The end of the Civil War in 1865 freed up resources for the railroad, providing jobs for veterans of the conflict. However, it would take another four years to complete the railroad. Once the Central Pacific emerged out of the Sierra Nevada Mountains, it was able to lay track at a much higher rate. The two railroads raced toward as as-yet undetermined location where they would connect.
The linkup happened at Promontory Summit, a desolate stretch of Utah desert north of Salt Lake City. On May 10, 1869, Central Pacific Railroad President Leland Stanford drove in a ceremonial golden spike using a silver hammer before a crowd of railroad officials, workers and other dignitaries estimated as high as 3,000.
The news was relayed from coast to coast using the telegraph with a simple message: “DONE”. Celebrations erupted in cities and towns across the nation. Four years removed from a bloody war that reunited North and South, the nation was now connected from East to West. It was a monumental achievement for the growing nation.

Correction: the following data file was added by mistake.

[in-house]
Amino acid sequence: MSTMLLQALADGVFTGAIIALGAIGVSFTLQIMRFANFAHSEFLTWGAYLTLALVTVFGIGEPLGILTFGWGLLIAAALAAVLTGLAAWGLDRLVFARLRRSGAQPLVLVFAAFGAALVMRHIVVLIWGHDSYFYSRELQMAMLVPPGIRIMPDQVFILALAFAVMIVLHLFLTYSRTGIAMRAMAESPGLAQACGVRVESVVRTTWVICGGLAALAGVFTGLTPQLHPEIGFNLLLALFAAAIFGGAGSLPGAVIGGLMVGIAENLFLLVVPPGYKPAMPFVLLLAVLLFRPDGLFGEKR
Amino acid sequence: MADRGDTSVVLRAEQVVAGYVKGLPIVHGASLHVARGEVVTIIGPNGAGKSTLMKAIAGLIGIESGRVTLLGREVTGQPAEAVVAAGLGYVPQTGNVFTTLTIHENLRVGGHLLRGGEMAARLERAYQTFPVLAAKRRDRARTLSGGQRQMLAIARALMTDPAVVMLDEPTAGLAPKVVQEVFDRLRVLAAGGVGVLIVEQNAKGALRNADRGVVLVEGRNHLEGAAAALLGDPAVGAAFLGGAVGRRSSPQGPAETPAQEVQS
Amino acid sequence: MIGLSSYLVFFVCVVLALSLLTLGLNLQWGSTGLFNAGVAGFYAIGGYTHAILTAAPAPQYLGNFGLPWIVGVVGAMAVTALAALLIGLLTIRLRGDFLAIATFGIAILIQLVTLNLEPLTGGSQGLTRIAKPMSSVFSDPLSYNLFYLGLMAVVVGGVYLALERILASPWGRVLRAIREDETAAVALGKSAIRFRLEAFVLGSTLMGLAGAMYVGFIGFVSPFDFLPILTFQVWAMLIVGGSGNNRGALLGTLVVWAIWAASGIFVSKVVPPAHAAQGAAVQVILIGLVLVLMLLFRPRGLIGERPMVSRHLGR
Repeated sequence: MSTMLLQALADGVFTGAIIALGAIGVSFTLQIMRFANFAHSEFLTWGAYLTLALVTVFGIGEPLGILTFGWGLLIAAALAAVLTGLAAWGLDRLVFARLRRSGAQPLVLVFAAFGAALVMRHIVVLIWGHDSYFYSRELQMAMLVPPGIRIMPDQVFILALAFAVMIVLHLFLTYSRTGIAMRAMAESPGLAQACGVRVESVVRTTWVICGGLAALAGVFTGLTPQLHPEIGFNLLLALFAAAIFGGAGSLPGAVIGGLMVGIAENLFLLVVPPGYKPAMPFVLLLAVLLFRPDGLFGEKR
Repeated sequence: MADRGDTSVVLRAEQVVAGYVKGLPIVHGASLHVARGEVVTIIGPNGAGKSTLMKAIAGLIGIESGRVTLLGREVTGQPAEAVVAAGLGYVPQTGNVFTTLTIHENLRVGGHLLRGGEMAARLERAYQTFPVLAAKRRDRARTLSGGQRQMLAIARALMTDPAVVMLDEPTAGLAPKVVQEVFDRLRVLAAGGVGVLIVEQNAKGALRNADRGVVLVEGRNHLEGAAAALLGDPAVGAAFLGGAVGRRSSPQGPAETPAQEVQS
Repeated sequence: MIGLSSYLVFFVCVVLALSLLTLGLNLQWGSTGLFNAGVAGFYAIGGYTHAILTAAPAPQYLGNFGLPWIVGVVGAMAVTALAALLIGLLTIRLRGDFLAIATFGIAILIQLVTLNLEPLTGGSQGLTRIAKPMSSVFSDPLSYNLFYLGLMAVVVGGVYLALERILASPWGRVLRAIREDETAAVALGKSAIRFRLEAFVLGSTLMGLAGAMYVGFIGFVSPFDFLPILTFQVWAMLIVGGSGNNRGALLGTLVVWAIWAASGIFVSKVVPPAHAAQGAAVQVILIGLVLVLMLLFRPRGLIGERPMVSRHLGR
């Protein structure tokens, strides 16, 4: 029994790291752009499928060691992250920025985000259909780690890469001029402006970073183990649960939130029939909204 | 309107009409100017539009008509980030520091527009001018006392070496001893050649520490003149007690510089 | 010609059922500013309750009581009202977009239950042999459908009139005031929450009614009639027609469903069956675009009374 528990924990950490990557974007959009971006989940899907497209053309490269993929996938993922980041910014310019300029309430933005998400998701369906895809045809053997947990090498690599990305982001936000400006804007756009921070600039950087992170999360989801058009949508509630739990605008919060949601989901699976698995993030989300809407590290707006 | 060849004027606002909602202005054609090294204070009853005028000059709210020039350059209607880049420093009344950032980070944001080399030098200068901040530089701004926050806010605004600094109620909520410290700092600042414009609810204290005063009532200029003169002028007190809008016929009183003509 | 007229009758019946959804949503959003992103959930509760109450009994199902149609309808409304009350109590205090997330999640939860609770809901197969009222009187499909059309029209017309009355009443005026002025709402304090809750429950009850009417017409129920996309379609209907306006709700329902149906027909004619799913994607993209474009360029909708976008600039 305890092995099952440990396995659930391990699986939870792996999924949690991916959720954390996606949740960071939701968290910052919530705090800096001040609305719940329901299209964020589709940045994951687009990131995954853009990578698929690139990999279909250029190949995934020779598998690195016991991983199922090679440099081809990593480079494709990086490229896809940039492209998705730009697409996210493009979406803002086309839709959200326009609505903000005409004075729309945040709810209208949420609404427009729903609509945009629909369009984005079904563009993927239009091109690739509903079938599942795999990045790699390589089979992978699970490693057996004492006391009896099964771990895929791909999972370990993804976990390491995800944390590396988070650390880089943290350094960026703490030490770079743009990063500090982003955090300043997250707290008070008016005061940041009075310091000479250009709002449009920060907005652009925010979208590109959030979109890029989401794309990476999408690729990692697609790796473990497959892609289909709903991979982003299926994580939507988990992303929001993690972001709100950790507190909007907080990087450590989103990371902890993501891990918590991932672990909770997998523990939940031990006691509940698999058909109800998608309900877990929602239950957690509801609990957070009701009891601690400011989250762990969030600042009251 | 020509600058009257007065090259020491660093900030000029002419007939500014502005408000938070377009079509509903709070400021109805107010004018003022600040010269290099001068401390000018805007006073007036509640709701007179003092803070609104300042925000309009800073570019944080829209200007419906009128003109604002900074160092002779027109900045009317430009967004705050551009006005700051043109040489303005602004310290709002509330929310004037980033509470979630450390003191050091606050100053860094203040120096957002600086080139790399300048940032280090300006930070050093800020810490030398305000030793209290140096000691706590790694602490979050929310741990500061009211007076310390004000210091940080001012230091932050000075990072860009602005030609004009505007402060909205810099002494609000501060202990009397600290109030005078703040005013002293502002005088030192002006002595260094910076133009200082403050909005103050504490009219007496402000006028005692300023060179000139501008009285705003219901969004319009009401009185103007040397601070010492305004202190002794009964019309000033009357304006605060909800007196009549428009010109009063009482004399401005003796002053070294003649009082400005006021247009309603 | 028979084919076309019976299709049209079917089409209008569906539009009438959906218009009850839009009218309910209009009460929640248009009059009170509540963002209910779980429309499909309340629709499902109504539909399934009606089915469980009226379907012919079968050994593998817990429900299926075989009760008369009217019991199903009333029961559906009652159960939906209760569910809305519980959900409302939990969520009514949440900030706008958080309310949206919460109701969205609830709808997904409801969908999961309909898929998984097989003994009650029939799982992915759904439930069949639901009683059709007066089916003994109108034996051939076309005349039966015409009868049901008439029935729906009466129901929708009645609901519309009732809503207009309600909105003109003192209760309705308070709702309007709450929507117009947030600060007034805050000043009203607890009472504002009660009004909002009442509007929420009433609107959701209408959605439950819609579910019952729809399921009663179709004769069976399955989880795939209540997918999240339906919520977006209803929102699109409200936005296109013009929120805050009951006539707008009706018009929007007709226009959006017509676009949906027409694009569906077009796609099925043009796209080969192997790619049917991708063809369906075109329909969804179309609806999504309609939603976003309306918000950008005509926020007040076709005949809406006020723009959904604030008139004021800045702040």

Among those participating in the event was Hartwell Carver, the New York businessman and physician who has proposed a transcontinental railroad way back in 1832. He had spent decades advocating for the project. Now, 37 years later, his dream had become a reality.
When Carver passed away six years later in 1875, the Union Pacific Railroad erected a 54-foot tall monument over his grave in the Mount Hope Cemetery in Rochester, NY. The monument’s inscription reads:
“Dr. Carver was the father of the Pacific Railroad; with him originated the thought of connecting the Atlantic and Pacific Oceans by railroad.”
Totaling Up the Cost
In total, building the railroad had cost an estimated $124.5 million (about $2.3 billion in 2016 dollars). In 1880, a U.S. Interior Department auditor estimated the value of the land distributed to the railroads at $391.8 million ($9.9 billion today). A total of 1,912 miles (3,077 km) of track were laid.